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On Watch - Kilian & Sean Duclay

Kilian and Sean DuclayAs the co-founders of SailAhead, brothers Kilian and Sean Duclay of Huntington Station, New York use sailing as a therapeutic platform to help U.S. Armed Forces veterans heal the scars of war.

Kilian and Sean Duclay © Jennifer Duclay

“Our parents, Veronica and Thierry, always had a boat and currently own a Beneteau 411,” says Sean, 17 (at right in the photo), who attends Walt Whitman High School. “Our parents sailed Hobie Cats for a long time, and we started sailing them around 2012,” adds Kilian, 19, a freshman at Stony Brook University.

“SailAhead’s mission is to give veterans a purpose on the water,” says Kilian, explaining that sailing Hobie Cats on Oyster Bay during the winter was the inspiration for SailAhead. “We like very extreme forms of sailing. It’s much more fun when the weather is extreme, and we like to push ourselves to the limit. We invited friends to come with us, and they got hooked. They bought their own drysuits and came back week after week. When we heard that 22 veterans commit suicide daily in America and that there are 75,000 veterans in Suffolk County alone, we immediately thought, ‘Sailing is fun and it boosts our morale, so we have to find a way to get veterans involved in this way of life.’”

Since its inception in 2013, SailAhead has formed partnerships around Long Island. These include American Legion Greenlawn Post 1244 in Greenlawn; the Northport Veterans Affairs Medical Center in Northport; Centerport Yacht Club in Centerport; The WaterFront Center, Oakcliff Sailing, and Oyster Bay Marine Center in Oyster Bay; the USMMA Sailing Foundation in Kings Point; the Long Island Maritime Museum in West Sayville; Snapper-Inn in Oakdale; pilot/photographer David Windmiller; and photographer Laurent Apollon. “In addition to our parents, our sailing mentor is Dawn Riley, the Executive Director of Oakcliff Sailing,” Sean explains. “Thanks to Dawn, SailAhead is where it is today.”

“We have a wide network,” says Kilian. “We have boats that are ours, and we borrow boats from our partners. The Hobie Cats are predominantly our winter fleet, for high-adrenaline sailing, and we have bigger boats for the summer including our family’s Beneteau 411. Oakclff made Sean and I the boat captains of an Olson 30, we sail on The WaterFront Center’s J/105s, and the U.S. Merchant Marine Academy recently donated a Hunter 38 to us.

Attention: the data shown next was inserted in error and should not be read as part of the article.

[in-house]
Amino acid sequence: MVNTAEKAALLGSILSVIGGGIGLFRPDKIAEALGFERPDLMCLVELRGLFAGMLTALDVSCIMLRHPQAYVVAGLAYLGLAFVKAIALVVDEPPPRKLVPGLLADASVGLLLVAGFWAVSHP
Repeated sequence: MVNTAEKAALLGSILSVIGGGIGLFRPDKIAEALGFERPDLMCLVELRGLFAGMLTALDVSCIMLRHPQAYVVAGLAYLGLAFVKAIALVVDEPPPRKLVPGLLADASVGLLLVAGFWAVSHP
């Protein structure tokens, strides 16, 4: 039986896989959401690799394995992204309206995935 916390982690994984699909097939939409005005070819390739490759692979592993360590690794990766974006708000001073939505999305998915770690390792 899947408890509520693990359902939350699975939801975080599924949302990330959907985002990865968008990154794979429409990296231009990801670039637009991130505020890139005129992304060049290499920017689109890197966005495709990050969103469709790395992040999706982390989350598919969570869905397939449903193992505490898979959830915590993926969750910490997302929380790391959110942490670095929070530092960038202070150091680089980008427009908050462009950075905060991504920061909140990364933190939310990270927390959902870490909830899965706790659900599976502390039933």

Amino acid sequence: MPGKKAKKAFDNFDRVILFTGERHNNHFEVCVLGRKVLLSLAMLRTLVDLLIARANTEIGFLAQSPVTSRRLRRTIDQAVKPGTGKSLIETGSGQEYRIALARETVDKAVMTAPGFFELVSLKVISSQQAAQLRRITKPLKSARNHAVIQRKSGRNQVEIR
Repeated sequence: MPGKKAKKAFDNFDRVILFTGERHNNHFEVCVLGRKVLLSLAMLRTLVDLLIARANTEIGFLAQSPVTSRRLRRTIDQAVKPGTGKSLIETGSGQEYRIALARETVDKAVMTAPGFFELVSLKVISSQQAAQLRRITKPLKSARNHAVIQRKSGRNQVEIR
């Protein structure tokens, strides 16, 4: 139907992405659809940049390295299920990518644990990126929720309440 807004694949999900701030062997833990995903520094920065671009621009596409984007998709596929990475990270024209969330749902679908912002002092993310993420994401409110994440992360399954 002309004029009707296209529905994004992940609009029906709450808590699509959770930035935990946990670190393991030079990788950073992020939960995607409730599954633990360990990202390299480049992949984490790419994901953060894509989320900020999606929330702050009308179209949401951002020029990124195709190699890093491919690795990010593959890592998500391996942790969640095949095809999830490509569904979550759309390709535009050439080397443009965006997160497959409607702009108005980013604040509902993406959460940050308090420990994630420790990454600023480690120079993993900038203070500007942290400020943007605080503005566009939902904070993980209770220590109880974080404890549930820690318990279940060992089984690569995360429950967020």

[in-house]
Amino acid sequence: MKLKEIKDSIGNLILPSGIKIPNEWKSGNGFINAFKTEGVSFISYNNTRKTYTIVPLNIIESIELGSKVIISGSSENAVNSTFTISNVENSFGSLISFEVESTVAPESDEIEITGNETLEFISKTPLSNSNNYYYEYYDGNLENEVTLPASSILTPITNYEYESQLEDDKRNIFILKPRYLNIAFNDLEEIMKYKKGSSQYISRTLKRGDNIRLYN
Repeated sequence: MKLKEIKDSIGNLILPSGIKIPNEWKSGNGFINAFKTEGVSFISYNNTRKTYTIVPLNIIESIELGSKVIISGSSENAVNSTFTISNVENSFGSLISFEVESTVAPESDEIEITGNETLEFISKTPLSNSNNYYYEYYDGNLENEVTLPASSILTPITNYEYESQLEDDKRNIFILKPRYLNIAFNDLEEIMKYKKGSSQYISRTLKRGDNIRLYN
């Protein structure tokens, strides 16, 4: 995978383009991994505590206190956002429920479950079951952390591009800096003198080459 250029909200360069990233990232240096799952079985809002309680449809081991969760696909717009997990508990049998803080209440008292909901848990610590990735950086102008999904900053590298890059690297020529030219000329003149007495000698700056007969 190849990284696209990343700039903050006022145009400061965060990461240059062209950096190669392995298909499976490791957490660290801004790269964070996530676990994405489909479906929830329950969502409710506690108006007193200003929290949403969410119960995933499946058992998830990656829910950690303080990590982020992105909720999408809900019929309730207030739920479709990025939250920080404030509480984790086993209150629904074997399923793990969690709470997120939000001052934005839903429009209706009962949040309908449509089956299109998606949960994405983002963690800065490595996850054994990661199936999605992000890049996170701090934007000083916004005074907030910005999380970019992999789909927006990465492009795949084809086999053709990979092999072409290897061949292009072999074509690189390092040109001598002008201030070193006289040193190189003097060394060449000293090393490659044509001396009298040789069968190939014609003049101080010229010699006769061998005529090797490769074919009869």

“SailAhead has five core teams,” says Kilian. “One of them is our Safety Team. We are partners with the Transat bakerly, and last month I led the Safety Team at that event in Brooklyn. These men and women are first responders; they’re certified in CPR and some are nurses or combat medics. They’re trained in a specific job, and we give them a job on the water.”

“We helped deliver powerboats to New York City for the Transat and the Louis Vuitton America’s Cup World Series,” says Sean. “At the World Series, SailAhead worked with the AC Endeavour Program to promote youth sailing and Kilian and I taught kids to sail on Hobie Waves. Next month, we’re leading the Safety Team at the Clagett/Oakcliff Match Race in Oyster Bay, and we’re also hoping to work with the South Bay Cruising Club.”

“Our other teams include the Offshore Racing Team, which was created to organize crews for the Block Island Race, the Vineyard Race, and hopefully the 2018 Bermuda Race,” says Sean. “Our Priscilla Team is based at the Long Island Maritime Museum on the South Shore, where they have a 100-year-old oyster sloop called the Priscilla. The veterans are working to become crewmembers, and they will lead tours. The Keelboat Certification Team is learning to sail at The WaterFront Center, who is graciously giving certification courses to 16 veterans free of charge. They’ll become skippers and will bring fellow veterans out sailing. Our Nurse Team will certify the Safety Team, and they’ll be out on the water with the other teams.”

“Centerport Yacht Club hosts our annual event, Let’s Take a Veteran Sailing,” says Kilian. “Last year, we took 80 veterans sailing on 31 different boats in a single day. Participating boats came from as far as Nyack, New York and Mystic, Connecticut, and we had veterans from privates to a general and from World War II up to the present.”

“Centerport Yacht Club is hosting Let’s Take a Veteran Sailing on July 30, and this year’s goal is 130 veterans on 45 boats,” says Sean. “This event introduces veterans to SailAhead, and shows that there are ways to get better other than taking medicine and drugs. Healing only works if it’s recurring.”

“We’ve met many veterans who are now very close friends,” says Sean, “and some have told us that we are their family. In the military, especially in combat, you form a brotherhood with the people around you. Sailing, to a lesser extent, provides the same thing. You have to work together to get to where you want to go. Being in harsh conditions, such as on a Hobie Cat in the winter, creates a sense of brotherhood very quickly.”

“We have taken 1,000 veterans sailing, and we’re expanding our horizon so we can reach out to many more,” says Sean. “SailAhead is a non-profit organization and we’re ready to receive donations of money, boats, and volunteer time.” “It’s very therapeutic for veterans to go sailing, but giving them a mission is much more valuable than just a day on the water,” says Kilian. “Our ultimate goal is to heal.” To learn more about how you can support SailAhead, visit sailahead.org.


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